So who’s a digital dummy then?

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digital dummy bridged that digital divide


Not all of us have bridged that digital divide, warns Terence Kennedy

PRAISE the Lord and pass the ammunition, as the wartime song had it: Spain just reached 10th place in the world’s digitisation stakes. But half of us still lack basic digital skills.

First the good news: Spain knows its way around a mousepad and touchscreen far better than Germany, France or Italy. Half of all shopping searches here are made by mobile phone, though 71 per cent of the actual purchases happen on computer.

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We’re avid online buyers of clothing, travel and books, and according to the EU as recently reported in this fine paper, Spain joins Ireland in having made the most progress in connectivity, human capital, use of the internet, digital integration and digital public services.

Though anyone who has tried navigating the snakes-and-ladders of Spain’s bureaucracy online may perhaps beg to differ.

The bad news is that one in five people here are not online, and one in two lack those basic digital skills. Given that most six-year-olds could reprogram a NASA space mission while playing Postman Pat, that means an awful lot of we more, um, mature people who simply don’t know our Alt key from our Enter.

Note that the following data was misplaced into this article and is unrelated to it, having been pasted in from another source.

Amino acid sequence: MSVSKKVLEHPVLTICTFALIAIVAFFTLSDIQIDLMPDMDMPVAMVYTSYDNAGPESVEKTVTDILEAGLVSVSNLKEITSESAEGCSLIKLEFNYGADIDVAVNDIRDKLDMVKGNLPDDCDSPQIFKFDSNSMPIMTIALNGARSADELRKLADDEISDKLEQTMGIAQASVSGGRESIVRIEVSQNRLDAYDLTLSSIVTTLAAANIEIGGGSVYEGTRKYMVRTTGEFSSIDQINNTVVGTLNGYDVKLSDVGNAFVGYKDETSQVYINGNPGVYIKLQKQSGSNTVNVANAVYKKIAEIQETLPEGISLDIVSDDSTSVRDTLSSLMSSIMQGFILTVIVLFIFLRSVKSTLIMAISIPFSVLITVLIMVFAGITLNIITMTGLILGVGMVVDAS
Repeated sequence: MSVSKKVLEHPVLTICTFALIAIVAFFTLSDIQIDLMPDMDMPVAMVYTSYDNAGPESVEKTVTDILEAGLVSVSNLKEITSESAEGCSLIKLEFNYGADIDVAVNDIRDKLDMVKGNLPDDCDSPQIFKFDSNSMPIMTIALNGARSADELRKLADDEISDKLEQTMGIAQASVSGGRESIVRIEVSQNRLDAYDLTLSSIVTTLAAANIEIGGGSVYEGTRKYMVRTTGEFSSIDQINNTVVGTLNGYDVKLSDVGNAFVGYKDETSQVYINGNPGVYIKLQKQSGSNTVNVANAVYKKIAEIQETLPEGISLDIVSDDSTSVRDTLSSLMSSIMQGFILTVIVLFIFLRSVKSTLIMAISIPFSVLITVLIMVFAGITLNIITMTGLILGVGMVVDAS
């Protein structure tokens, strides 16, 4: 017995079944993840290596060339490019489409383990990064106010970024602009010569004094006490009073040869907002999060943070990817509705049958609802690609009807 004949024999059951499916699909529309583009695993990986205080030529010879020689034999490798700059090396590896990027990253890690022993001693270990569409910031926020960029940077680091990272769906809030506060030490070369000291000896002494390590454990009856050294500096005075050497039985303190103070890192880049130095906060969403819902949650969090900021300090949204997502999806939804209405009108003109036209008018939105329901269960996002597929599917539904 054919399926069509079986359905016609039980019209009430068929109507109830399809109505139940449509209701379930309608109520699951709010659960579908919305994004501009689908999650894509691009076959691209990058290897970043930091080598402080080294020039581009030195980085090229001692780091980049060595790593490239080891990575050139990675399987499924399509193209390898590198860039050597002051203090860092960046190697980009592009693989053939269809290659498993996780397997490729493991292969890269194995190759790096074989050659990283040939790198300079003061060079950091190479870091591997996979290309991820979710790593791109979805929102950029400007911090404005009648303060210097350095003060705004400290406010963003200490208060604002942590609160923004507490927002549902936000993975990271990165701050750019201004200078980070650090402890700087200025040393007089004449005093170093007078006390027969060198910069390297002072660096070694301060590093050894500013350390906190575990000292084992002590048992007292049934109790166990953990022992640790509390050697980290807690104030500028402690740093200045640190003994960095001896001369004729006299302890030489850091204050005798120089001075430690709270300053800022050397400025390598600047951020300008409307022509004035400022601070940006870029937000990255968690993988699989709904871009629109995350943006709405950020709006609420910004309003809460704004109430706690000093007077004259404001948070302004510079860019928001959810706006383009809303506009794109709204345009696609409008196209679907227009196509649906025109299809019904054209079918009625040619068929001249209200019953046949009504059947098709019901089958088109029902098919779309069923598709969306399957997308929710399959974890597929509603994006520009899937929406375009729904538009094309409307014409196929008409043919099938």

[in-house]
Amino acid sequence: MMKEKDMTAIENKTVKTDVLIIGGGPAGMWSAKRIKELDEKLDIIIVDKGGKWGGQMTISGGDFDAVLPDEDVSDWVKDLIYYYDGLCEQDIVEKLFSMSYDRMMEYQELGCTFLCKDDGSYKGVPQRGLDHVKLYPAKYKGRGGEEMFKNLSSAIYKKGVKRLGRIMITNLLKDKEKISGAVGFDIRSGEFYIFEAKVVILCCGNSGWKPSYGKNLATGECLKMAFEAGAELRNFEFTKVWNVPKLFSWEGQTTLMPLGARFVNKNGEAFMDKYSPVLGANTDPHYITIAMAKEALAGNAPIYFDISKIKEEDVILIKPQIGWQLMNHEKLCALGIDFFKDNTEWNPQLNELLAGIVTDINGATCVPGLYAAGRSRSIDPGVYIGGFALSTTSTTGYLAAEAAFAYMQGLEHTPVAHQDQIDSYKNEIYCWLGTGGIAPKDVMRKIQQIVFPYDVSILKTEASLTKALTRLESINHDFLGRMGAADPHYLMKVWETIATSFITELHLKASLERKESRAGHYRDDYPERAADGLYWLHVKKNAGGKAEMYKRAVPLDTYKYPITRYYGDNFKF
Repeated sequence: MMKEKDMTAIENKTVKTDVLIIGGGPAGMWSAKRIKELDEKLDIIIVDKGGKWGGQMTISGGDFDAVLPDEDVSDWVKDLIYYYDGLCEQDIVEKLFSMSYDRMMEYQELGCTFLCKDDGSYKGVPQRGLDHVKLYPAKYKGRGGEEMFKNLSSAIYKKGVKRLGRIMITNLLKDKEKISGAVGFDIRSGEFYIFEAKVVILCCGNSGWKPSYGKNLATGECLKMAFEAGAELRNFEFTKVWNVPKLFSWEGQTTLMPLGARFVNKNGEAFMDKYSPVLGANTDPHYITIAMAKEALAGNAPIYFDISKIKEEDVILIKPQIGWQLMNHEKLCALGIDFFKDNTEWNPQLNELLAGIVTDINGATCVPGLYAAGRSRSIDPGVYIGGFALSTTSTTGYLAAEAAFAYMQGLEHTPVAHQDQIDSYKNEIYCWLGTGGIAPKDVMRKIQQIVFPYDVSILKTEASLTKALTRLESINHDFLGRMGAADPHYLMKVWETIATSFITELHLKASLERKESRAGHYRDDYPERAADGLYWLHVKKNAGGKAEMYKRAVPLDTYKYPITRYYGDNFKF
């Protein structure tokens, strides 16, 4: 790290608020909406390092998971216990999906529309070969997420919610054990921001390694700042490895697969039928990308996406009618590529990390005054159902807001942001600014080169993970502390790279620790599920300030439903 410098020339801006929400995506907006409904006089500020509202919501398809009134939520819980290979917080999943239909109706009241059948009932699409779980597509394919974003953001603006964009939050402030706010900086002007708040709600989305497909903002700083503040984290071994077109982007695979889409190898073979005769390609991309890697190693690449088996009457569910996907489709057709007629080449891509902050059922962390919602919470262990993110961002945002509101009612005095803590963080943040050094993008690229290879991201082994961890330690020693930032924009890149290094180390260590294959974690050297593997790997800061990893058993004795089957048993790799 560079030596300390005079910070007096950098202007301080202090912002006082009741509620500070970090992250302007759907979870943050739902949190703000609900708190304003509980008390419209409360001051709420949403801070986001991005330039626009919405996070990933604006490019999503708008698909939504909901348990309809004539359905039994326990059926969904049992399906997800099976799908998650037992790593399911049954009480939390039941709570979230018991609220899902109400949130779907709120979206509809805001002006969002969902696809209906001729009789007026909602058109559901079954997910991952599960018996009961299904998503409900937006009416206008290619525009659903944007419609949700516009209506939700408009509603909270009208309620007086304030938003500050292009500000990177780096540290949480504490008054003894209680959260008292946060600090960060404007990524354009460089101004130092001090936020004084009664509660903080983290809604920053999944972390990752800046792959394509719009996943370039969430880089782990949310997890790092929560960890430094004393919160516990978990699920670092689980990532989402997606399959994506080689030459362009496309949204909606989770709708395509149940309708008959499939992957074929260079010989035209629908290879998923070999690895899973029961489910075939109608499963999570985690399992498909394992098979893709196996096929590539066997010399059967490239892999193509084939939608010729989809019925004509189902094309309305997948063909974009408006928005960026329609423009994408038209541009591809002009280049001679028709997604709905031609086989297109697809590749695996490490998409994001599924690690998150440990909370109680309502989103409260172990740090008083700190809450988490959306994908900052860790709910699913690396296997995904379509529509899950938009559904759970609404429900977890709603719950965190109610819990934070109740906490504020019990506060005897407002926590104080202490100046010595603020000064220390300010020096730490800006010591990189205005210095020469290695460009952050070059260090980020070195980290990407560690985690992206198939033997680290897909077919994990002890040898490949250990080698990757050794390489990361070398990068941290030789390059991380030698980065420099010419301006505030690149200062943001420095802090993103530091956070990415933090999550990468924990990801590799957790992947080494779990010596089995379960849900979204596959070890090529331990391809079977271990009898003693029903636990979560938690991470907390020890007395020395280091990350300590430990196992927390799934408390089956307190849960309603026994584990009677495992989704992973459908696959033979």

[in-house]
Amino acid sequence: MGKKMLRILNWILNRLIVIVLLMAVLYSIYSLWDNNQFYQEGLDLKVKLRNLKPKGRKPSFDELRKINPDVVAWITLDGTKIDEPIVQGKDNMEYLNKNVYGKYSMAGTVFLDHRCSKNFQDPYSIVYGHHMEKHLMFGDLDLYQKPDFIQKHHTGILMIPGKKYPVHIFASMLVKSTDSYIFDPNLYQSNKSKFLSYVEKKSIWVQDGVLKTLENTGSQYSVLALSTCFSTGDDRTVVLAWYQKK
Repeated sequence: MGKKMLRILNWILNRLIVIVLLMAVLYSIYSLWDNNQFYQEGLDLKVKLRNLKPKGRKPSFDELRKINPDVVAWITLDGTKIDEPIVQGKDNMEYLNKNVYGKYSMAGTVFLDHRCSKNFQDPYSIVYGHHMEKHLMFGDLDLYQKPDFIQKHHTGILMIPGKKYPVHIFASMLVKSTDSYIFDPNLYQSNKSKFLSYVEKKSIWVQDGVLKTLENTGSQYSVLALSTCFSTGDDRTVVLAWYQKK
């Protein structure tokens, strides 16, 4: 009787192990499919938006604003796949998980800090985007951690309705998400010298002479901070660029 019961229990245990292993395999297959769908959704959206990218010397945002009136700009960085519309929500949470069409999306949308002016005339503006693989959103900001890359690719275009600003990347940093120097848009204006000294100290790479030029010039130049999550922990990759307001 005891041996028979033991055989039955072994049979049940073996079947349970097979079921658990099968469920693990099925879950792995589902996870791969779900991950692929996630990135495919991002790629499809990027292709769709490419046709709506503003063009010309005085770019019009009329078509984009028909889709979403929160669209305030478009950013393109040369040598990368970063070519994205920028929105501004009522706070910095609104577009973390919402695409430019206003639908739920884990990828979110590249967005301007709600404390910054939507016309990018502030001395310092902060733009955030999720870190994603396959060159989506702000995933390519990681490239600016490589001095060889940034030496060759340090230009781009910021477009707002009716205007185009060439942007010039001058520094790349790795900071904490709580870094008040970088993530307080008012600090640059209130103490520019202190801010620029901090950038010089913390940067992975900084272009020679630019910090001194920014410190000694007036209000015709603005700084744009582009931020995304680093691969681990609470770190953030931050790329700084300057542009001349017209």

And so many of us still make such elementary computing mistakes. For instance, we join the   23 million other people around the world who use 123456 as a password and then wonder why our bank accounts get hacked.

Or we compose a borderline-obscene e-mail to the object of our attraction and then a ham-fisted click sends it off to the wrong person. (Note to the local tax authority: I really didn’t mean to infer an unnatural attraction to your earlobes, honest).

At the other end of the scale are those so terrified of the internet that they miss out on all the good stuff: cheap deals online, all the world’s knowledge at our fingertips, all the cat videos you can handle, unlimited choice for everything from air-tickets to car hire to the sins of the flesh, and and and…

It does all come at a price. Those of us who have bought into this brave new digital world face problems our forefathers could not have begun to imagine.

Our attention spans are shot, we’ve forgotten how to remember telephone numbers (or indeed how to do basic maths), we text because absolutely nobody phones any more.

And we just keep falling for stuff. Beware the next time a nice man from Microsoft in India phones out of the blue to offer his kind help in sorting out a problem they detected. You have been warned. Again.

Humanity 2.0

WHY are some folks so resistant to technology?

I know many who are convinced putting a credit card anywhere near a computer will get their bank accounts looted.

Older folks fall back quickly on the argument that if we all buy online, our high-street shops will disappear. They might, eventually, but that’s not our problem as we’ll be pushing up pretty daisies by then.

Some older people fear social isolation, desperately needing interaction with ‘real’ people, not those online.

For them I have news: hordes of bedroom-bound teenagers are in the same boat.

At least you dear reader could surely never be as computer-illiterate as the learner who was told to press any key, but couldn’t find one labelled ‘Any key.’ Could you?


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